Trying to start a career in a Computer Sciences field is a challenge by itself; starting with a good company is, most of the time, a matter of luck. I’m not trying to provide an alternate view to this – yes, one needs a ton of luck in order to get on with a good start. I’m just trying to show you where the train you just boarded may lead you – or where it may not. Switching trains is by any means possible, but it becomes harder as one gets older.
Without looking in depth, companies may be divided in 2 main categories:
Product Owners: companies that build products for an actual market; they either sell software or provide services to private or business users through their internally managed infrastructure.
Outsourcers: companies that sell “work units” directly or indirectly to either companies from the first category or to other businesses.
There are nuances to this classification; government contractors and start-ups may actually deserve categories of their own.
What can a fresh graduate expect out of each company type?
From a Product Owner there is a lot of in-depth knowledge to be acquired; unfortunately this is limited to the particular product category the company works on. Very few corners may get cut; sometimes one may apply a lot of advanced topics to the actual, day to day work. The compensation varies with the company profitability; sometimes good bonuses may be earned. Unfortunately moving to another position (in a different company) may be really hard due to getting “entrenched” within a small subset of really smart things that may be of no use with another workplace.
From an Outsourcer one can learn a lot of unrelated (or loosly-related) topics, but none to any real depth. Due to projects lasting from a few months to at most one year, there is no time to actually learn to do things in a very good manner. Most of the work is fixing code from other contractors and adding more technical debt yourself. You will simply not care about that because you won’t be around in 3 or 6 months. Compensation-wise, you are effectively paid by the billed hour (even if the company covers for your off-project time) and do not gain anything for success while the failure usually means that you’re only given another project. Moving to another, similar position is easy: you get to know a lot of things (in a really shallow manner, though) and it’s basically guaranteed that you’ll apply some of those things at the next company.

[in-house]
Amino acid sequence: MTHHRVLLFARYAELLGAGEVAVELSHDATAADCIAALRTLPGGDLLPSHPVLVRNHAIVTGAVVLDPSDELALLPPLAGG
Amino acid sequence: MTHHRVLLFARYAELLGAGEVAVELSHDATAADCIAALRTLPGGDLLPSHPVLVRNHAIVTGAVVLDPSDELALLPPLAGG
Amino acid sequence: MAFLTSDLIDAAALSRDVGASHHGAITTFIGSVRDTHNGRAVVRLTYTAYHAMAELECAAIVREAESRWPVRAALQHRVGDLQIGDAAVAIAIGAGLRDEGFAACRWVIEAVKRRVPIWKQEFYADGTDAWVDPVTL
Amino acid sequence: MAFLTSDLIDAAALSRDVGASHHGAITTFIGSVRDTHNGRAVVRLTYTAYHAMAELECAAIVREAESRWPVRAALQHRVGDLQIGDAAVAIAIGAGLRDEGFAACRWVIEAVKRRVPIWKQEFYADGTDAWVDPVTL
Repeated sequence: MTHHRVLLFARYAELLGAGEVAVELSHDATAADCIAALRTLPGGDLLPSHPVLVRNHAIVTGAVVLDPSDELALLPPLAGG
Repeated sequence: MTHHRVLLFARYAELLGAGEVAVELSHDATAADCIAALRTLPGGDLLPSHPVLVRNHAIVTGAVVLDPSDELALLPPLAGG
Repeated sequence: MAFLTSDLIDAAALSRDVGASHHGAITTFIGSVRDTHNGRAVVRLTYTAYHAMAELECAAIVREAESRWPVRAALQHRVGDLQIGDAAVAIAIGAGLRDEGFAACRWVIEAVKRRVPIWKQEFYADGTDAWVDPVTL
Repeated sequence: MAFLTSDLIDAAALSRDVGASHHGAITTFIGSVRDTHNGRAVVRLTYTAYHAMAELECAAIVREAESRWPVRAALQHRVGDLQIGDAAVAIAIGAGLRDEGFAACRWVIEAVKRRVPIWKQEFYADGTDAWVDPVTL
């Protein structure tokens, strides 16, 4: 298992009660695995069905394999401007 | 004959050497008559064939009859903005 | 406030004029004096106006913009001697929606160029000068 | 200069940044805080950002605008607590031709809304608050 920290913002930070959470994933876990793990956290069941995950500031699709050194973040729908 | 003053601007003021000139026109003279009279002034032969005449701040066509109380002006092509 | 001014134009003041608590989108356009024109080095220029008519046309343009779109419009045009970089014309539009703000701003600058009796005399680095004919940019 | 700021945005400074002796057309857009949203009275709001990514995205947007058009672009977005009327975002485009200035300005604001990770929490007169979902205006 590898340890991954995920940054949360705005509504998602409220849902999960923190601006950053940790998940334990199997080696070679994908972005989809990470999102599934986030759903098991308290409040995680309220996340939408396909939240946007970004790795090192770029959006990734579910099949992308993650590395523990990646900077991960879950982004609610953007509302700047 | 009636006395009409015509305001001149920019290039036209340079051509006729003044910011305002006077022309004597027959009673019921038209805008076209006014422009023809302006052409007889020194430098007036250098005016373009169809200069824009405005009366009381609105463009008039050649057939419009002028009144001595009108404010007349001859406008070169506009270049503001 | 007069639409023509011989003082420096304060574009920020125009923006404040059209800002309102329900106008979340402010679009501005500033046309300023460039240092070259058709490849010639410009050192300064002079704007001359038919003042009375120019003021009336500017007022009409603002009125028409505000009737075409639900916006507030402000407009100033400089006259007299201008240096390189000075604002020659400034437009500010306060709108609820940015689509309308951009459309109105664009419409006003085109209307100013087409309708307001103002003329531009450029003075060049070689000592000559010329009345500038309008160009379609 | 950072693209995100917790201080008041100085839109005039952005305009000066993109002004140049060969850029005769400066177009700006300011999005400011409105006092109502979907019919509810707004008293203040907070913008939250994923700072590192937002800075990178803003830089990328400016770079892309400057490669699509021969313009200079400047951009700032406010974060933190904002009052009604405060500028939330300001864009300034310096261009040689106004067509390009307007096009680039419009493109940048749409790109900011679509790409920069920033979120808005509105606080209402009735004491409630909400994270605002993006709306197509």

With a government contractor you may expect a stable environment with very few perks and sometimes less than average pay. They are, at the end of the day, outsourcers with a single (large) customer and – for all the practical matters – own the particular product they are developing.
Start-Ups own their (single) product. The experience of working for a start-up is mostly impacted by the starting budget and the actual market competition. They are mostly about losing both time and money: time from the personal/work life imbalance, pay from the wage difference reported to what can be earned with comparable skills from a “normal” company. This statistically evens out with the very few times when one discovers the bonanza within the gold mine (the start-up product or business gets sold for good money).
What can an experienced, mid-career person expect out of each?
The Product Owner company may, in certain cases, fill the knowledge / experience gap required to get to a higher position, be it in Architecture, Management or (sometimes) to another better paid position within another company.
The Outsourcer may be an intermediate step to an independent contracting business or to full fledged entrepreneurship. Career progression in the sense of a “product owner”-type of company is sometimes impossible due to the way the outsourcers are organized.
Government contractors usually offer just an easy retirement path.
Start-Ups may offer anything from the negative outcome of a premature career ending to just getting stuck in a dead end or being set back for years – to the extreme positive scenario of getting rich and being able to redefine your life completely.
So, where to, you may ask? Going back to square one: luck. Oh, and prepare well in order to be able to choose the train you want to ride, not just to get the first one that passes through your station.